Bamboo Server Process Dies Unexpectedly Due to Linux OOM-Killer


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  • Bamboo Server is installed on a Linux host.
  • The entire Bamboo Server process suddenly terminates without warning. That is to say, the process ID (pid) is gone.
  • The browser shows a generic "cannot connect" or similar error, indicating that it is not able to reach the webpage
  • Nothing out of the ordinary appears in the Bamboo Server application logs ($BAMBOO_HOME/logs/atlassian-bamboo.log), since the application was terminated without properly shutting down
  • Similarly, Tomcat logs ($BAMBOO_INSTALL/logs/catalina.out) also do not show errors

Causes and Diagnosis

Bamboo Server does not terminate its own pid unless a is executed (which writes shutdown messages to the log). An unexpected pid termination clearly indicates the work of an external entity. Some examples include:

  • kill -9 (user triggered or via script) 
  • Linux OOM-Killer

This KB article focuses on the Linux OOM-Killer, which is a feature on some Linux installations that will sacrifice processes to free up memory if the operating system experiences memory exhaustion for its own operations. Please note that this is different from Bamboo Server running out of memory. In this case, the OS itself is in danger of running out of memory and thus starts terminating processes to avoid it.

On the host machine, look in the /var/log/ directory for the syslog or messages, and locate the timestamps spanning the approximate time when the pid was terminated. If you see entries similar to the following, then you know the process was a victim of the OOM-Killer:

Apr  8 11:29:48 Bamboo01 kernel: Out of memory: Kill process 1386 (java) score 358 or sacrifice
Apr  8 11:29:48 Bamboo01 kernel: Killed process 5388, UID 4048, (java) total-vm:1331564kB, anon
Apr  8 11:29:51 Bamboo01 kernel: java invoked oom-killer: gfp_mask=0x200da, order=0, oom_adj=0,

Use can use dmesg and search for lines around Killed process.

dmesg -T | grep -C 5 -i “killed process”


The way to mitigate this type issue is to Add Swap Space to the system.  This will keep Bamboo from crashing while working on the resolution.  This can be done live without having to stop Linux or Bamboo. This will have performance impacts on Bamboo so this should only be used to prevent a full outage.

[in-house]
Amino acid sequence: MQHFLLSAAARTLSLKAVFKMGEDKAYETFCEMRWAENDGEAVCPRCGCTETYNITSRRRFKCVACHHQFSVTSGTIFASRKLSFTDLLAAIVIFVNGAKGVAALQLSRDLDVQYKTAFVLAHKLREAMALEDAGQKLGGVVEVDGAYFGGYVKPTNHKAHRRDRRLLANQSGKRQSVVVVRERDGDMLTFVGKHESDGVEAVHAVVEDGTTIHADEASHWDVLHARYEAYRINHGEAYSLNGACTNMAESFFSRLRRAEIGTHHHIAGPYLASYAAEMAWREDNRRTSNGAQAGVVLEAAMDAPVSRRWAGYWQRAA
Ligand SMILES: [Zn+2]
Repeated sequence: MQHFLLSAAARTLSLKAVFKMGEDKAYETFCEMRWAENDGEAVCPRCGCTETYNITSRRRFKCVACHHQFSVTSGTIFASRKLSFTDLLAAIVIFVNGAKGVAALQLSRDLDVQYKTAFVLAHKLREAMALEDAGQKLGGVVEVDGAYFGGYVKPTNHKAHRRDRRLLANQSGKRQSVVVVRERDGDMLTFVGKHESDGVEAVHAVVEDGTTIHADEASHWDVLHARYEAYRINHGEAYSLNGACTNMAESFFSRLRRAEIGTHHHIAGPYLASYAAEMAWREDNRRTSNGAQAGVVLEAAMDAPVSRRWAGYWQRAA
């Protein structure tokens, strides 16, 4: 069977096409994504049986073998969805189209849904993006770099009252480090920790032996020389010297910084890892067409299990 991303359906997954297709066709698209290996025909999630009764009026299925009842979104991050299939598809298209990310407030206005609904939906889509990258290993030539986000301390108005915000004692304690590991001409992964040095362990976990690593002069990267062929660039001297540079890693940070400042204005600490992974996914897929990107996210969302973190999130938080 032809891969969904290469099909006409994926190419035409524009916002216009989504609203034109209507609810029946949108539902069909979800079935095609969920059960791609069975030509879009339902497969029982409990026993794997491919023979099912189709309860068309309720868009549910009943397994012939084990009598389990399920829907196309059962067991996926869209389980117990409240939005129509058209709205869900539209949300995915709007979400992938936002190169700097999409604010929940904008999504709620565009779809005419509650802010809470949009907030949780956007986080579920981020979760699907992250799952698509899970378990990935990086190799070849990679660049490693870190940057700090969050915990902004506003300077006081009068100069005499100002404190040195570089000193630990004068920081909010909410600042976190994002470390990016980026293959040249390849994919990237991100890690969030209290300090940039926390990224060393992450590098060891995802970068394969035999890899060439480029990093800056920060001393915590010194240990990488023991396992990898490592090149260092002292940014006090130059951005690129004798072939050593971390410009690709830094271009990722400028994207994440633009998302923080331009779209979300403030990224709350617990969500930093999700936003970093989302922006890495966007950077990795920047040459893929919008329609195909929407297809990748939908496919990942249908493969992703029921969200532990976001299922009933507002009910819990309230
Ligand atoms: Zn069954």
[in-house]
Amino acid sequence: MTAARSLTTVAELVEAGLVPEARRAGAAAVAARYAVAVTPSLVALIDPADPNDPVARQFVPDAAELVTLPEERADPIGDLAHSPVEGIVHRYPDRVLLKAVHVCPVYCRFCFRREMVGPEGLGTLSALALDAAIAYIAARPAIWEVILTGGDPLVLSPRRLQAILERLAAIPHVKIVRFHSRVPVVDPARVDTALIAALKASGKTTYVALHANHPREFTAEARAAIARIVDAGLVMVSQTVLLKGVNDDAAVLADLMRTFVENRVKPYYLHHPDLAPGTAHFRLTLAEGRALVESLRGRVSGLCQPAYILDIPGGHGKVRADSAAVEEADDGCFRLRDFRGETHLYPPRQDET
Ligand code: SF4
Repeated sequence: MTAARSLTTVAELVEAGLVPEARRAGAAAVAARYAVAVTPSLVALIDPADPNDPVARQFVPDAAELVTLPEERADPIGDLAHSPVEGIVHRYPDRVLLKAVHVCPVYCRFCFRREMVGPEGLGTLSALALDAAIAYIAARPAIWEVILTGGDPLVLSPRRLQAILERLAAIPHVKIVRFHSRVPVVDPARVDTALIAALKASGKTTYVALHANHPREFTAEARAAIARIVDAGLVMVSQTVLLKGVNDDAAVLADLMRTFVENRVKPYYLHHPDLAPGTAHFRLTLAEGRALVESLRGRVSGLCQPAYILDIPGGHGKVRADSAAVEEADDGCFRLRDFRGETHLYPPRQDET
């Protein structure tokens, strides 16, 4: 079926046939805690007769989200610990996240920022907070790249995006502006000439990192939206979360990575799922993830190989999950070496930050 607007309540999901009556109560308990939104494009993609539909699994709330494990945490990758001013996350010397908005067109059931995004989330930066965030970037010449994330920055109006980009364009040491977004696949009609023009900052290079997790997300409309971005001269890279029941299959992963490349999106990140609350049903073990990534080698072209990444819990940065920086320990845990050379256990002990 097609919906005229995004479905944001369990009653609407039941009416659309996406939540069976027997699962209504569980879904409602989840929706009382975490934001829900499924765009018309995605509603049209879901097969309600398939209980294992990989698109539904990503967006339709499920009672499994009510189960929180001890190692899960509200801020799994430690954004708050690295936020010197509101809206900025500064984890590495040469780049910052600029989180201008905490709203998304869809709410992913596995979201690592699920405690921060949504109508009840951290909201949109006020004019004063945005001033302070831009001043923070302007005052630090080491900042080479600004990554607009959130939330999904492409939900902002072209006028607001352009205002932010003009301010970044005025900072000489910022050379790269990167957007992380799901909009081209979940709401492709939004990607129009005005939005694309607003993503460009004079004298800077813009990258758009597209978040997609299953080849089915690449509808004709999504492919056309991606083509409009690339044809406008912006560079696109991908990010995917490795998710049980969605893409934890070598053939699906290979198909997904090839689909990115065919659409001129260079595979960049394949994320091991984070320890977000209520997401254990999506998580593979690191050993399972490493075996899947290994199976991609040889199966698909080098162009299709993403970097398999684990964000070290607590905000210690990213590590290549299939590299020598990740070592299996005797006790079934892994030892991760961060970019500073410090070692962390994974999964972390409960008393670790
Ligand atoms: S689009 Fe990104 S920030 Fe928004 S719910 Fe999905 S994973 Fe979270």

• Decide where on the disk there is available space.  This example will put the swap space in the root user's home directory.

  • Create a file on the local disk.  This is an example of 2G swap file: 

    dd if=/dev/zero of=/root/myswapfile bs=1M count=2048

  • Change the permission of the swap file so that only root can access it. 

    chmod 600 /root/myswapfile

  • Make and enable this file as a swap file using mkswap command.

    mkswap /root/myswapfile
    swapon /root/myswapfile

  • Verify whether the newly created swap area is available for your use. 

    swapon -s


In the case of the OOM-Killer, the possible resolutions would be to:

  • Increase the amount of memory available on the host machine itself.

  • Decrease the amount of memory allocated to Bamboo Server or competing processes on the machine: Configuring your System Properties
  • Profile the memory usage during periods of high usage and understand if there are other processes increasing the footprint. For example, running the below ps command will help identify the top 10 memory consumers at the time it is run:

    $ ps -eo pmem,pcpu,vsize,pid,cmd | sort -k 1 -nr | head -10
  • Disable the OOM-Killer (not recommended).

(info) Additional info on how the OOM-Killer operates, please see:

最終更新日: 2020 年 2 月 3 日


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